After our first full day, most people commented on how quiet the students were but how quickly they adapted to the new safety measures and routines. Many of them were nervous and scared, but they jumped right in. They quickly got rewired to how different the school looks and how we do things in new ways. It will still take time to adjust to the interaction with each other and the staff, but I am confident they will be as active as ever by the end of the week. 

We have spent a lot of time talking as a leadership team about how to support one another as adults and learners get used to returning to physical schools over the last two months while there are still many uncertainties in the world around us. We have talked about the ways in which we are wired differently and talked openly about the trauma that many people have experienced in the last year. We also talked about the new skills we have learned and the new ways in which we all problem solve and are resilient. We shared tools and strategies to support one another and our learners with our teams of student services staff, mental health providers, and instructional coaches. We learned about all kinds of new adaptive tools that we are trying out to keep learners connected and give everyone access. We also talked about taking the time to reestablish classroom communities and reconnect to each other, giving each other a lot of grace with we unlearn and relearn and, most importantly, give lots of permission to get creative and try new things.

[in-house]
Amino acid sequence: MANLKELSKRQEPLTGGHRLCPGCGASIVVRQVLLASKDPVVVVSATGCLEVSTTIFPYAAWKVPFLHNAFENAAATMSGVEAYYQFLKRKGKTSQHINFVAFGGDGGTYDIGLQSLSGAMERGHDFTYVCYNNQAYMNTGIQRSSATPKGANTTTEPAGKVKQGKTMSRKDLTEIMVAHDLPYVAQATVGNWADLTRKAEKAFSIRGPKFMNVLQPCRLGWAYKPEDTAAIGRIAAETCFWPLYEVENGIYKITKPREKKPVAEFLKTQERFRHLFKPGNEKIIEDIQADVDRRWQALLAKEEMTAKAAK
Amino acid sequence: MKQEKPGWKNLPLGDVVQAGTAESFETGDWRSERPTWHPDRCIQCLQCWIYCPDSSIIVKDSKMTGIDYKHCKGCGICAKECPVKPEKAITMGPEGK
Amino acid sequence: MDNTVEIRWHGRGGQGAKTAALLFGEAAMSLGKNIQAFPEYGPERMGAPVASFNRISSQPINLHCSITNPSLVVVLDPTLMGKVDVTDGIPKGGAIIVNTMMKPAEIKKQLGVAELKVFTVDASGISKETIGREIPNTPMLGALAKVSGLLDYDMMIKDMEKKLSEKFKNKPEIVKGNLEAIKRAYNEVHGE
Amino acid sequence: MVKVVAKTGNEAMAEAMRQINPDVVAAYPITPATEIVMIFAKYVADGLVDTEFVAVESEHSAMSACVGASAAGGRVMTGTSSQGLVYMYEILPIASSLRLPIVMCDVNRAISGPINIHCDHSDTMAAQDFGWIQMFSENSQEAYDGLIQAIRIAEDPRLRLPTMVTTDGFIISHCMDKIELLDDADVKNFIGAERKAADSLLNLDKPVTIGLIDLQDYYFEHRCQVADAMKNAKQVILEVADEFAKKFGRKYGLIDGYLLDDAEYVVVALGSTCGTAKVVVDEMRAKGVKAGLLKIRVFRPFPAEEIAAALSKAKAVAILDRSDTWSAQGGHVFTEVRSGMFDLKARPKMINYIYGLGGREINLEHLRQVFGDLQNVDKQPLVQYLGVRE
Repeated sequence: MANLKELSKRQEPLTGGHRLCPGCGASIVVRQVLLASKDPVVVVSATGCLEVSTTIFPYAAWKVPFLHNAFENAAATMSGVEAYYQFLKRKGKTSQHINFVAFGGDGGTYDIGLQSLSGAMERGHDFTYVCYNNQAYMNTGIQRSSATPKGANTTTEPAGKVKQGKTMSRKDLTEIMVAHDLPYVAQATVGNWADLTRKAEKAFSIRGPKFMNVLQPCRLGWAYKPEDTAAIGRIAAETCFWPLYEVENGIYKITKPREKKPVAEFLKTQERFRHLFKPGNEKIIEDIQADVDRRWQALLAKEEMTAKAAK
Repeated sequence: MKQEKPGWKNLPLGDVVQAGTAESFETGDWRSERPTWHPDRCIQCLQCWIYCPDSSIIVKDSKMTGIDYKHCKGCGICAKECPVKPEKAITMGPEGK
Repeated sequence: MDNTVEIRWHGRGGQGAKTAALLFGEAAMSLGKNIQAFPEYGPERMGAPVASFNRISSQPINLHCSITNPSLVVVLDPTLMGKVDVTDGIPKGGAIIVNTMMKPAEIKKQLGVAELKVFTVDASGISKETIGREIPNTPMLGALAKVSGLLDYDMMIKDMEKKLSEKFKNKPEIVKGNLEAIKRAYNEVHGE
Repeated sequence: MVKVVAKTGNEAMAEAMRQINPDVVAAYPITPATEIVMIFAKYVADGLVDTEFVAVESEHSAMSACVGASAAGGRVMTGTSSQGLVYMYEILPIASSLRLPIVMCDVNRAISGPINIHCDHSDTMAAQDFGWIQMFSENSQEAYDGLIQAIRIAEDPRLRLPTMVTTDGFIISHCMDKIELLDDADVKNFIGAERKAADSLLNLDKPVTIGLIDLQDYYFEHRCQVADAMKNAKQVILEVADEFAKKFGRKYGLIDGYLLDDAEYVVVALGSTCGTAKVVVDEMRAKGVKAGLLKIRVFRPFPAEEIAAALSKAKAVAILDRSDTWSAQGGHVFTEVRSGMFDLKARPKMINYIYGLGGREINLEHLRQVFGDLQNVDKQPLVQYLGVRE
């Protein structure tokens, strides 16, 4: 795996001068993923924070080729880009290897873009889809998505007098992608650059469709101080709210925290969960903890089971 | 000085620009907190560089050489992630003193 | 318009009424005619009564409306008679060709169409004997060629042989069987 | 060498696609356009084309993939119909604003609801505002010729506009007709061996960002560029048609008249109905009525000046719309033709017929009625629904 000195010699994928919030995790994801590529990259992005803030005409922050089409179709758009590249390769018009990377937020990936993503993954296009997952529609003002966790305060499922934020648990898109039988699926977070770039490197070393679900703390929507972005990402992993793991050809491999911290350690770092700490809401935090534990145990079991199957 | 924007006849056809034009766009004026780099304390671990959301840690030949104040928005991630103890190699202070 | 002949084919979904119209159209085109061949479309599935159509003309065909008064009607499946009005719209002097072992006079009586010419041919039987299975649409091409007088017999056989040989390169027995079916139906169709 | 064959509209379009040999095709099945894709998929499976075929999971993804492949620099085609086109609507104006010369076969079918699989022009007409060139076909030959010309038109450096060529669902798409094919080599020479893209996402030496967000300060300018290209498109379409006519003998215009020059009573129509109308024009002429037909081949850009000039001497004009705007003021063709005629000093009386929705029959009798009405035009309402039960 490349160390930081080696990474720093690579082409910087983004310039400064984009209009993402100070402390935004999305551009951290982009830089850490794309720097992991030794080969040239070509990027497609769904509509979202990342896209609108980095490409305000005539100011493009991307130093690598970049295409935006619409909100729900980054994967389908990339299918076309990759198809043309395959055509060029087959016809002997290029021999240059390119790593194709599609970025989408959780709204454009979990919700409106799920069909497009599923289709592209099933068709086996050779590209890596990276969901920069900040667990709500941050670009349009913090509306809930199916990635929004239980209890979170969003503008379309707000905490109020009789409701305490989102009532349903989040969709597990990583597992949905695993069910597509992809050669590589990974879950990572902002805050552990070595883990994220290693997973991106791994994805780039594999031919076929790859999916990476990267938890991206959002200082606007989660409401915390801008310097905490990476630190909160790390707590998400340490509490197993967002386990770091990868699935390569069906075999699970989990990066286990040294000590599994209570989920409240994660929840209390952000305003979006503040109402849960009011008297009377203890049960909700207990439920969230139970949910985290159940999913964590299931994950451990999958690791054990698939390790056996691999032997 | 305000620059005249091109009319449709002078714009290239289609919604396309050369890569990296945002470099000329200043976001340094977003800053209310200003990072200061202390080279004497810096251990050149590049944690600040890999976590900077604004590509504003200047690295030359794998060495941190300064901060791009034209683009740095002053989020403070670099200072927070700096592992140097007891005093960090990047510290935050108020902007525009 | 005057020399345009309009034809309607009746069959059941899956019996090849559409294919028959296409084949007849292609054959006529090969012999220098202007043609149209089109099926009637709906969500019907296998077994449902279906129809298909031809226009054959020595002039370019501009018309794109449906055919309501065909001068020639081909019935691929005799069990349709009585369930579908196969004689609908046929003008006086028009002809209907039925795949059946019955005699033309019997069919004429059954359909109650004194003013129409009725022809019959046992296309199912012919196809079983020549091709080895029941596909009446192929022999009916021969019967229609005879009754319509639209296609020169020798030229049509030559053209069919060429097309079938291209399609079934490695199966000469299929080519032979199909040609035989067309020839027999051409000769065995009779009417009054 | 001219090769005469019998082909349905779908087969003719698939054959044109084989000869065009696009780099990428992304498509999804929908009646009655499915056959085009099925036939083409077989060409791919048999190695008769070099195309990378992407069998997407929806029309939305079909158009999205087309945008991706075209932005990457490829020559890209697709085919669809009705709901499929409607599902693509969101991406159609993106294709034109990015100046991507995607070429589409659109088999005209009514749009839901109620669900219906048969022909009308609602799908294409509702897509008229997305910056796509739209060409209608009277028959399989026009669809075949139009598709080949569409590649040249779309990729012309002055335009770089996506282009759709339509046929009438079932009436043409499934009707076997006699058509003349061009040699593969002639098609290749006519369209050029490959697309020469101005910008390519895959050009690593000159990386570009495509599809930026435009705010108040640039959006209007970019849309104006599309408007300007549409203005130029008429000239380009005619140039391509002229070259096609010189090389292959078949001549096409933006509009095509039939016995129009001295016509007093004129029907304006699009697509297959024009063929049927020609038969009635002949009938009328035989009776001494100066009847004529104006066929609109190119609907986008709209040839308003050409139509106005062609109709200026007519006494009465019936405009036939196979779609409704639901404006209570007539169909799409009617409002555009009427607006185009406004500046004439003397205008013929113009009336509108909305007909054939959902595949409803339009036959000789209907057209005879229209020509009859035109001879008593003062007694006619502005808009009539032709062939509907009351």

Our brains have a remarkable capacity to adapt, adjust and rewire. Apparently, I can be rewired to finish a blog post somewhere other than a coffee shop. This has been such a challenging and amazing year. I am happy for some of the ways I am rewired and reflect a lot on the ones that I still need to work on. Our superintendent always reminds us that we should not focus on what’s wrong but instead look for what’s possible. I’m excited to continue to look for what’s possible next as we learn, grow, and rewire to different, and in some ways, better ways of doing things.